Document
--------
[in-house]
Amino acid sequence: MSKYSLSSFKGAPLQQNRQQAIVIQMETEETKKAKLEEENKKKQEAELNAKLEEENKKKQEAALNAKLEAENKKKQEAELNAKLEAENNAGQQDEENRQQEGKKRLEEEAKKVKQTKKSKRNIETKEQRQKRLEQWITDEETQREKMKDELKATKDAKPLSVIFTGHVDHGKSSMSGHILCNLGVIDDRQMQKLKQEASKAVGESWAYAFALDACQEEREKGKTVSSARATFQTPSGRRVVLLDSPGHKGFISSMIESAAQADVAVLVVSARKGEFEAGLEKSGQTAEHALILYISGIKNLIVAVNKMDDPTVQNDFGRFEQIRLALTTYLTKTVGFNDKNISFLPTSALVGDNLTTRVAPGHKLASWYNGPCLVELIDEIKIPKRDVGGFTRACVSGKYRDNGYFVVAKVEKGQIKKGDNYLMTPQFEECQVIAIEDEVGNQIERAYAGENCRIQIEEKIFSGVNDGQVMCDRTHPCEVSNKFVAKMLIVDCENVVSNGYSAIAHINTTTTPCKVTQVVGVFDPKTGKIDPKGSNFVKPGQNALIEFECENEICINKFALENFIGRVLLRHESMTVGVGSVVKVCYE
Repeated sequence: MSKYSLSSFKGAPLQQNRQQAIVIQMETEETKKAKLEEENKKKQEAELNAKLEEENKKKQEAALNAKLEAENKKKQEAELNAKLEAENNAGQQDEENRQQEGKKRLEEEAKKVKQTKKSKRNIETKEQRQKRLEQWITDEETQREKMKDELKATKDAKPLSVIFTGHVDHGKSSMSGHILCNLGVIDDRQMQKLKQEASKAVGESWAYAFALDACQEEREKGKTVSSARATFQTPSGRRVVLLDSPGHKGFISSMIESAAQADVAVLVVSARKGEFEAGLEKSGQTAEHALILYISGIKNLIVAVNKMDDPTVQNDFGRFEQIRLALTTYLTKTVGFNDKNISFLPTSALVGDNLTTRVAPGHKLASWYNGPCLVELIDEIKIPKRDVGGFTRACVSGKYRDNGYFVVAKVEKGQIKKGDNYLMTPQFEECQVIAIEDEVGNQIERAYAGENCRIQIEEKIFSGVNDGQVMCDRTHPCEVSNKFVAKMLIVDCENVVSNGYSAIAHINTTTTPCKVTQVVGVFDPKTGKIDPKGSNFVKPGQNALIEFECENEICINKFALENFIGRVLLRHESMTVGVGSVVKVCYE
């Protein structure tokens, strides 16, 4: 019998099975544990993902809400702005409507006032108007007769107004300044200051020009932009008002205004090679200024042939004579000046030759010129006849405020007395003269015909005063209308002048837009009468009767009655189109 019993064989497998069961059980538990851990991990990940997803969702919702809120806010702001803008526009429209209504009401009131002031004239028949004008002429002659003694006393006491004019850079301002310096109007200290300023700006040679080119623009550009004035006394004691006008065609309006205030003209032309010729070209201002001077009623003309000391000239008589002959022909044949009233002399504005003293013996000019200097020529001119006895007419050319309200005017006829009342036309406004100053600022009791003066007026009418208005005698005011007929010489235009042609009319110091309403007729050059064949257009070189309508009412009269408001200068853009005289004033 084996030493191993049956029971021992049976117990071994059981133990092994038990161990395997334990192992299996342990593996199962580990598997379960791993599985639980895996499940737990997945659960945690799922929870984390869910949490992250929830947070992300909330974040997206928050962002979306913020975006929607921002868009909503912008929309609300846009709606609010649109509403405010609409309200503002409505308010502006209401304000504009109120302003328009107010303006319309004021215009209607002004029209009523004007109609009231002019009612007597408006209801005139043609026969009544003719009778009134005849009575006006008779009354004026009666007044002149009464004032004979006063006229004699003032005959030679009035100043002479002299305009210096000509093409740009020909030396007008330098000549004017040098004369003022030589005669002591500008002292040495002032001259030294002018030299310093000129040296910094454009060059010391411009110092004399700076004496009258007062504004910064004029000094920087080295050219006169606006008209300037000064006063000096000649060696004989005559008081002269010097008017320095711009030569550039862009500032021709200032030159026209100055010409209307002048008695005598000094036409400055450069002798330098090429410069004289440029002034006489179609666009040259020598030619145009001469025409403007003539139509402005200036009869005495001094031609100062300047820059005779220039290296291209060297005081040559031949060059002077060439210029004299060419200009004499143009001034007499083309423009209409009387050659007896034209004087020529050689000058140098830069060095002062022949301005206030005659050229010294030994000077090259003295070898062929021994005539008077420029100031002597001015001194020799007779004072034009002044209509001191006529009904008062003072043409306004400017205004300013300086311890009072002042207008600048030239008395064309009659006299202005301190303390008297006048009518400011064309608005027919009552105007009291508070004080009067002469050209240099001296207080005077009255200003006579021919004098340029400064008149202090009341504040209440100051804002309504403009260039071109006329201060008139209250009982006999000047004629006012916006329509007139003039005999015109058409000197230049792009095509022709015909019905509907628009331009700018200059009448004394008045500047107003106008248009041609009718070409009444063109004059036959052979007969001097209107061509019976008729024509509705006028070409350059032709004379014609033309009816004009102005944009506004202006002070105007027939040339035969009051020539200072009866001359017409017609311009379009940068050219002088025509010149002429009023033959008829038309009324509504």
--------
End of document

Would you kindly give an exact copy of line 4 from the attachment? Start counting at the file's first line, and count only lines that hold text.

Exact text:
């Protein structure tokens, strides 16, 4: 019998099975544990993902809400702005409507006032108007007769107004300044200051020009932009008002205004090679200024042939004579000046030759010129006849405020007395003269015909005063209308002048837009009468009767009655189109 019993064989497998069961059980538990851990991990990940997803969702919702809120806010702001803008526009429209209504009401009131002031004239028949004008002429002659003694006393006491004019850079301002310096109007200290300023700006040679080119623009550009004035006394004691006008065609309006205030003209032309010729070209201002001077009623003309000391000239008589002959022909044949009233002399504005003293013996000019200097020529001119006895007419050319309200005017006829009342036309406004100053600022009791003066007026009418208005005698005011007929010489235009042609009319110091309403007729050059064949257009070189309508009412009269408001200068853009005289004033 084996030493191993049956029971021992049976117990071994059981133990092994038990161990395997334990192992299996342990593996199962580990598997379960791993599985639980895996499940737990997945659960945690799922929870984390869910949490992250929830947070992300909330974040997206928050962002979306913020975006929607921002868009909503912008929309609300846009709606609010649109509403405010609409309200503002409505308010502006209401304000504009109120302003328009107010303006319309004021215009209607002004029209009523004007109609009231002019009612007597408006209801005139043609026969009544003719009778009134005849009575006006008779009354004026009666007044002149009464004032004979006063006229004699003032005959030679009035100043002479002299305009210096000509093409740009020909030396007008330098000549004017040098004369003022030589005669002591500008002292040495002032001259030294002018030299310093000129040296910094454009060059010391411009110092004399700076004496009258007062504004910064004029000094920087080295050219006169606006008209300037000064006063000096000649060696004989005559008081002269010097008017320095711009030569550039862009500032021709200032030159026209100055010409209307002048008695005598000094036409400055450069002798330098090429410069004289440029002034006489179609666009040259020598030619145009001469025409403007003539139509402005200036009869005495001094031609100062300047820059005779220039290296291209060297005081040559031949060059002077060439210029004299060419200009004499143009001034007499083309423009209409009387050659007896034209004087020529050689000058140098830069060095002062022949301005206030005659050229010294030994000077090259003295070898062929021994005539008077420029100031002597001015001194020799007779004072034009002044209509001191006529009904008062003072043409306004400017205004300013300086311890009072002042207008600048030239008395064309009659006299202005301190303390008297006048009518400011064309608005027919009552105007009291508070004080009067002469050209240099001296207080005077009255200003006579021919004098340029400064008149202090009341504040209440100051804002309504403009260039071109006329201060008139209250009982006999000047004629006012916006329509007139003039005999015109058409000197230049792009095509022709015909019905509907628009331009700018200059009448004394008045500047107003106008248009041609009718070409009444063109004059036959052979007969001097209107061509019976008729024509509705006028070409350059032709004379014609033309009816004009102005944009506004202006002070105007027939040339035969009051020539200072009866001359017409017609311009379009940068050219002088025509010149002429009023033959008829038309009324509504």